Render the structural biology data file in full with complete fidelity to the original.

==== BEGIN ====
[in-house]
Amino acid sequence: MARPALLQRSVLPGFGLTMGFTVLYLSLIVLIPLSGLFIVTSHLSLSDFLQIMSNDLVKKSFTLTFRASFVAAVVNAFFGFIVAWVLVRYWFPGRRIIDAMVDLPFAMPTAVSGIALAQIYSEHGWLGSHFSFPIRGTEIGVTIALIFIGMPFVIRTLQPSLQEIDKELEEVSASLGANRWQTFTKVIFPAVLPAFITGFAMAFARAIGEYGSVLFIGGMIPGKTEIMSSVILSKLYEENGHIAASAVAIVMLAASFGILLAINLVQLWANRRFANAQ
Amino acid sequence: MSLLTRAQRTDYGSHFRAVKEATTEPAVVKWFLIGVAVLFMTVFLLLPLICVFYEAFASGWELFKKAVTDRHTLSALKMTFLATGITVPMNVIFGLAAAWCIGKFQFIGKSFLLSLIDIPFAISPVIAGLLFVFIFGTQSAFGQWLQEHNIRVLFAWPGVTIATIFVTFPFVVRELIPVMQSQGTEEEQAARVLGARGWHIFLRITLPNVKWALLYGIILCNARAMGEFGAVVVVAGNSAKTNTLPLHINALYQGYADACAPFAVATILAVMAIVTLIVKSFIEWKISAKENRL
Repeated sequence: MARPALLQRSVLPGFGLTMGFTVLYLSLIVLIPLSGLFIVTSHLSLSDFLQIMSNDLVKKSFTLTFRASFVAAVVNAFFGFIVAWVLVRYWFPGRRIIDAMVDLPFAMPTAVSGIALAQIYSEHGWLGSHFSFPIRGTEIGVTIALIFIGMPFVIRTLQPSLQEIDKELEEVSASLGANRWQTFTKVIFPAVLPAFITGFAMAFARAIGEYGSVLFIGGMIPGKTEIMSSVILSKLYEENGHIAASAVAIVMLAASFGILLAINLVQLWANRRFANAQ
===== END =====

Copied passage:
[in-house]
Amino acid sequence: MARPALLQRSVLPGFGLTMGFTVLYLSLIVLIPLSGLFIVTSHLSLSDFLQIMSNDLVKKSFTLTFRASFVAAVVNAFFGFIVAWVLVRYWFPGRRIIDAMVDLPFAMPTAVSGIALAQIYSEHGWLGSHFSFPIRGTEIGVTIALIFIGMPFVIRTLQPSLQEIDKELEEVSASLGANRWQTFTKVIFPAVLPAFITGFAMAFARAIGEYGSVLFIGGMIPGKTEIMSSVILSKLYEENGHIAASAVAIVMLAASFGILLAINLVQLWANRRFANAQ
Amino acid sequence: MSLLTRAQRTDYGSHFRAVKEATTEPAVVKWFLIGVAVLFMTVFLLLPLICVFYEAFASGWELFKKAVTDRHTLSALKMTFLATGITVPMNVIFGLAAAWCIGKFQFIGKSFLLSLIDIPFAISPVIAGLLFVFIFGTQSAFGQWLQEHNIRVLFAWPGVTIATIFVTFPFVVRELIPVMQSQGTEEEQAARVLGARGWHIFLRITLPNVKWALLYGIILCNARAMGEFGAVVVVAGNSAKTNTLPLHINALYQGYADACAPFAVATILAVMAIVTLIVKSFIEWKISAKENRL
Repeated sequence: MARPALLQRSVLPGFGLTMGFTVLYLSLIVLIPLSGLFIVTSHLSLSDFLQIMSNDLVKKSFTLTFRASFVAAVVNAFFGFIVAWVLVRYWFPGRRIIDAMVDLPFAMPTAVSGIALAQIYSEHGWLGSHFSFPIRGTEIGVTIALIFIGMPFVIRTLQPSLQEIDKELEEVSASLGANRWQTFTKVIFPAVLPAFITGFAMAFARAIGEYGSVLFIGGMIPGKTEIMSSVILSKLYEENGHIAASAVAIVMLAASFGILLAINLVQLWANRRFANAQ